Hall Of Fame Inductee

Theda Procher

Inducted into: Builder Division in 2006

Inducted into: Player Division in 1986

Location: Barrie

Deceased: DEC

  • Builder
  • Player

Theda Procher was born in Chapleau, Ontario and came to Toronto in 1938. While her husband, the late Bill Procher, joined the workforce, Theda stayed home and raised two boys.

As a recreation, Theda became involved in softball and eventually bowling as the sport blossomed following the Second World War Living in Toronto, Theda was at the heart of the bowling game and, when the sport exploded in the late 50s, she was ready to play a role.

As an accomplished bowler, she was a natural to join dual Hall of Fame inductee Mabel McDowell, as the Toronto Star began a series of instruction clinics that ran from 1957-1965. During a six week period, Theda, along with Mabel and fellow dual inductee Doris Luke, Hall of Famers Janet Peel and Marge Bentley, and Marg Walford, Dottie Glandfield, Eileen Huston, Tiny Baker and Vi Warn covered the City of Toronto with free clinics for the hundreds of ladies daytime leagues that were forming at that time.

With the formation of the Ontario Bowlers Congress and the start of the Provincial Open in 1965, Theda was at the top of her game. She had already won the Canadian Ladies Team Championship in 1964, the last year that the Open was run by the proprietors. Theda won four more provincial team titles, with the ladies in 1966 and 1968, and the mixed team in 1974 and 1983. Theda also won the Ontario Ladies singles title in 1969, but the Canadian Championship was not contested due to the controversy over the abolition of the counter pin. In total, Theda qualified for twenty-six Opens with sixteen as a single, twenty-two on the ladies team and four on the mixed team.

With the beginning of the Master Bowlers Association program in 1964, and the subsequent production of the instruction program for five pin bowling, Theda literally toured the province, traveling as far as Thunder Bay, offering the first instruction clinics to the provinces bowlers. With the development of the National Coaching Certification Program, Theda was the instructor model for the first slide program and this initial effort lasted for thirty years. On the lanes in Master Bowlers Association competition, Theda added two more national gold medals in 1973 and1974, the first two years of national ladies team competition.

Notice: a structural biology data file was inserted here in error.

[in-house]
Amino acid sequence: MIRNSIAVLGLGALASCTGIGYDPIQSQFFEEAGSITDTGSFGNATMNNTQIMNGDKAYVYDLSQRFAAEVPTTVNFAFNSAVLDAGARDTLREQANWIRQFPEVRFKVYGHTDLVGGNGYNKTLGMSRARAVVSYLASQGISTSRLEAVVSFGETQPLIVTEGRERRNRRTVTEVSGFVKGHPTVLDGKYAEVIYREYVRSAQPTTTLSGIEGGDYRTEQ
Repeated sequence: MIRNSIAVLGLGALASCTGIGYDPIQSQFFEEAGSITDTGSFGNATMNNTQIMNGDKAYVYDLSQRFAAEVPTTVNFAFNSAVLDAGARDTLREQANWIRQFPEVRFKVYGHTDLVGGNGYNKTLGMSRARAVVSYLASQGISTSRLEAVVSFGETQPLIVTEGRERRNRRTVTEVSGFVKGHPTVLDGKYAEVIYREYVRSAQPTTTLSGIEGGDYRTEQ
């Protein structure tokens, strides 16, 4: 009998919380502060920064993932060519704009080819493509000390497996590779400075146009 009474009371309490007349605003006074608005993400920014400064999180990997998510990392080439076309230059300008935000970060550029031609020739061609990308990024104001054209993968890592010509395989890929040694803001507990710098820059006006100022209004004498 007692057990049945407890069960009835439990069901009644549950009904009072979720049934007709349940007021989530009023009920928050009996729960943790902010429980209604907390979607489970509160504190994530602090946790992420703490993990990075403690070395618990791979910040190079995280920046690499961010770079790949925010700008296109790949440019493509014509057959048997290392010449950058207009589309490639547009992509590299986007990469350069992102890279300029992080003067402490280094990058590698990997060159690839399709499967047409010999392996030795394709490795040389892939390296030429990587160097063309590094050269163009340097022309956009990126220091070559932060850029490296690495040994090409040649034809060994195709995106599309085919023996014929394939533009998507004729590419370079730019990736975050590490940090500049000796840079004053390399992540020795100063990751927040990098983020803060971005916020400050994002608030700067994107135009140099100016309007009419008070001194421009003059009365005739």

Individual bowling centres have also used Thedas instruction talents. Specifically, she ran weekly clinics at Ace Bowl at the Golden Mile for thirty years and also worked with the Bowlerama chain in both Toronto and Barrie. Overall, Theda has been an instructor for over forty-five years, starting in 1957 and continuing until her retirement in 2003. She worked with all groups including seniors, people with a disability and also children, passing on the basics of five pin bowling.

To be closer to her family, Theda now lives in Barrie and is constantly amazed at the number of bowlers who thank her for taking the time to offer her instruction tips. Her best students may have been her grandchildren, Jason and Wendy, who have both developed into outstanding adult bowlers.

THEDA PROCHER of Toronto, the former Theda Crowhurst of Chapleau, is proud of her roots in that Northern Ontario town, and also of all she has achieved since moving to Toronto. She bowled on three Toronto Ladies’ Teams that won the Ontario Open Championships in 1964, 1966 and 1968, and on two Toronto Mixed Teas that won the Ontario title in 1974 and 1984. Four of those teams went on to win the Canadian Open Championships, the Ladies’ Teams in 1964, 1966 and 1968, and the Mixed Team in 1984. In Sudbury in 1969, she won the Ontario Ladies’ Singles Championship. Theda is a charter member of the Master Bowlers and for almost 30 years has been active n the sport’s instruction and coaching programs. While she’s still looking for her first perfect 450 game, Theda is one of just three people with a perfect record of 23 consecutive appearances in the modern O.V. Open Ontario Championships. Her ambition is to stretch that string to 25 years!